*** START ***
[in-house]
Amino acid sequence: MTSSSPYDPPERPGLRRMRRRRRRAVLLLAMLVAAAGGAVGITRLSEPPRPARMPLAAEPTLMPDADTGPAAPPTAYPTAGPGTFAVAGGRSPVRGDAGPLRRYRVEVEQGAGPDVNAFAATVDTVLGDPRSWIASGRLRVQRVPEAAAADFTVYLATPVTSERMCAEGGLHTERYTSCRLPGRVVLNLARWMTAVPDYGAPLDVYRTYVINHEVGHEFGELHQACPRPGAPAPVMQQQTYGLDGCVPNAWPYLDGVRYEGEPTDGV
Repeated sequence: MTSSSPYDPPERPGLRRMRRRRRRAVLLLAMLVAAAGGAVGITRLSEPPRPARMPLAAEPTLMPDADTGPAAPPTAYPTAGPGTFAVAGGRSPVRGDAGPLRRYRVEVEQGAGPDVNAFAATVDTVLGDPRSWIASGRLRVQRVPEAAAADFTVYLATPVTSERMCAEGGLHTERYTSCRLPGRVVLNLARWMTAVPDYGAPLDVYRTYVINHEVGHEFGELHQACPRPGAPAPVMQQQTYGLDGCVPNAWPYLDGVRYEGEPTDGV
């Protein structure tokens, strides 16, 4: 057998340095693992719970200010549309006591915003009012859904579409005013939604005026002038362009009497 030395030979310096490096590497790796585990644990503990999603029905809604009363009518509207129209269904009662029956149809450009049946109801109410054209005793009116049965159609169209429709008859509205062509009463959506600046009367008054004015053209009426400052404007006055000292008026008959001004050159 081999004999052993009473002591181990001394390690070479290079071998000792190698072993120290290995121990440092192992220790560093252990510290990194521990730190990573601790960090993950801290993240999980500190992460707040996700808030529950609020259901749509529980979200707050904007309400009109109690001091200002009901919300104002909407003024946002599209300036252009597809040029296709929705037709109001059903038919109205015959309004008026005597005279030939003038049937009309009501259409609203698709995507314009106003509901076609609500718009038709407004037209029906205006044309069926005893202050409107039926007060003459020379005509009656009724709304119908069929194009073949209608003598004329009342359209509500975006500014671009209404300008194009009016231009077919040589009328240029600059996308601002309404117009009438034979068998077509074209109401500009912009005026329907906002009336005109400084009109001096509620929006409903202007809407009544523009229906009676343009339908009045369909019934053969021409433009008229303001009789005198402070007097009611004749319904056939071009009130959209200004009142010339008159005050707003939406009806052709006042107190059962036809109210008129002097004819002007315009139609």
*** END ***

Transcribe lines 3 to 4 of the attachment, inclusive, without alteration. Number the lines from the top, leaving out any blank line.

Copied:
Repeated sequence: MTSSSPYDPPERPGLRRMRRRRRRAVLLLAMLVAAAGGAVGITRLSEPPRPARMPLAAEPTLMPDADTGPAAPPTAYPTAGPGTFAVAGGRSPVRGDAGPLRRYRVEVEQGAGPDVNAFAATVDTVLGDPRSWIASGRLRVQRVPEAAAADFTVYLATPVTSERMCAEGGLHTERYTSCRLPGRVVLNLARWMTAVPDYGAPLDVYRTYVINHEVGHEFGELHQACPRPGAPAPVMQQQTYGLDGCVPNAWPYLDGVRYEGEPTDGV
């Protein structure tokens, strides 16, 4: 057998340095693992719970200010549309006591915003009012859904579409005013939604005026002038362009009497 030395030979310096490096590497790796585990644990503990999603029905809604009363009518509207129209269904009662029956149809450009049946109801109410054209005793009116049965159609169209429709008859509205062509009463959506600046009367008054004015053209009426400052404007006055000292008026008959001004050159 081999004999052993009473002591181990001394390690070479290079071998000792190698072993120290290995121990440092192992220790560093252990510290990194521990730190990573601790960090993950801290993240999980500190992460707040996700808030529950609020259901749509529980979200707050904007309400009109109690001091200002009901919300104002909407003024946002599209300036252009597809040029296709929705037709109001059903038919109205015959309004008026005597005279030939003038049937009309009501259409609203698709995507314009106003509901076609609500718009038709407004037209029906205006044309069926005893202050409107039926007060003459020379005509009656009724709304119908069929194009073949209608003598004329009342359209509500975006500014671009209404300008194009009016231009077919040589009328240029600059996308601002309404117009009438034979068998077509074209109401500009912009005026329907906002009336005109400084009109001096509620929006409903202007809407009544523009229906009676343009339908009045369909019934053969021409433009008229303001009789005198402070007097009611004749319904056939071009009130959209200004009142010339008159005050707003939406009806052709006042107190059962036809109210008129002097004819002007315009139609």